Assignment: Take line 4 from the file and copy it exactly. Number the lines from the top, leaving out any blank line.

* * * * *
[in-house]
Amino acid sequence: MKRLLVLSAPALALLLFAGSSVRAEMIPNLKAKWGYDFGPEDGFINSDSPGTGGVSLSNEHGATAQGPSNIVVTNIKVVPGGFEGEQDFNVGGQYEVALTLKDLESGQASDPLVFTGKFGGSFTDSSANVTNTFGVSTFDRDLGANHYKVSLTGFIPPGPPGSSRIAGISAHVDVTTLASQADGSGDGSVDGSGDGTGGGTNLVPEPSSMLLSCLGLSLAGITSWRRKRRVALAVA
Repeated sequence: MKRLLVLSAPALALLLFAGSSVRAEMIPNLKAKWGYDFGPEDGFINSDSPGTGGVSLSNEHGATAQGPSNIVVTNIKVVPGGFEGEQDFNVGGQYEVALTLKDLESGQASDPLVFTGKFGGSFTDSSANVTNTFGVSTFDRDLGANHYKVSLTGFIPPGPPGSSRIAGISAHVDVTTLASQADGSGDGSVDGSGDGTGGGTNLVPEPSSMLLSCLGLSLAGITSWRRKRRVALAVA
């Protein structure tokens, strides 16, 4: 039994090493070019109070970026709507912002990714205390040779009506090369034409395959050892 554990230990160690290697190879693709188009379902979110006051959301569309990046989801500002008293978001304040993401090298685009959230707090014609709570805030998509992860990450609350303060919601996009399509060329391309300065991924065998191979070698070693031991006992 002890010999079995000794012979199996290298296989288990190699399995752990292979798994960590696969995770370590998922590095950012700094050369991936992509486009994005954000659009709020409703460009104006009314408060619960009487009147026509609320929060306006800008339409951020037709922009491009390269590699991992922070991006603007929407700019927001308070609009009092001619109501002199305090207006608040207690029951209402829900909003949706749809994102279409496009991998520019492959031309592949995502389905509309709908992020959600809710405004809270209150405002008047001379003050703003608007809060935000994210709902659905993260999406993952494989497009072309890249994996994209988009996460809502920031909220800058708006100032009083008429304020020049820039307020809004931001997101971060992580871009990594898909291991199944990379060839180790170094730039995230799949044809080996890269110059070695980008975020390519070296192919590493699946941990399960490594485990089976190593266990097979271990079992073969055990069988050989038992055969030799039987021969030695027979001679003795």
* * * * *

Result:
């Protein structure tokens, strides 16, 4: 039994090493070019109070970026709507912002990714205390040779009506090369034409395959050892 554990230990160690290697190879693709188009379902979110006051959301569309990046989801500002008293978001304040993401090298685009959230707090014609709570805030998509992860990450609350303060919601996009399509060329391309300065991924065998191979070698070693031991006992 002890010999079995000794012979199996290298296989288990190699399995752990292979798994960590696969995770370590998922590095950012700094050369991936992509486009994005954000659009709020409703460009104006009314408060619960009487009147026509609320929060306006800008339409951020037709922009491009390269590699991992922070991006603007929407700019927001308070609009009092001619109501002199305090207006608040207690029951209402829900909003949706749809994102279409496009991998520019492959031309592949995502389905509309709908992020959600809710405004809270209150405002008047001379003050703003608007809060935000994210709902659905993260999406993952494989497009072309890249994996994209988009996460809502920031909220800058708006100032009083008429304020020049820039307020809004931001997101971060992580871009990594898909291991199944990379060839180790170094730039995230799949044809080996890269110059070695980008975020390519070296192919590493699946941990399960490594485990089976190593266990097979271990079992073969055990069988050989038992055969030799039987021969030695027979001679003795």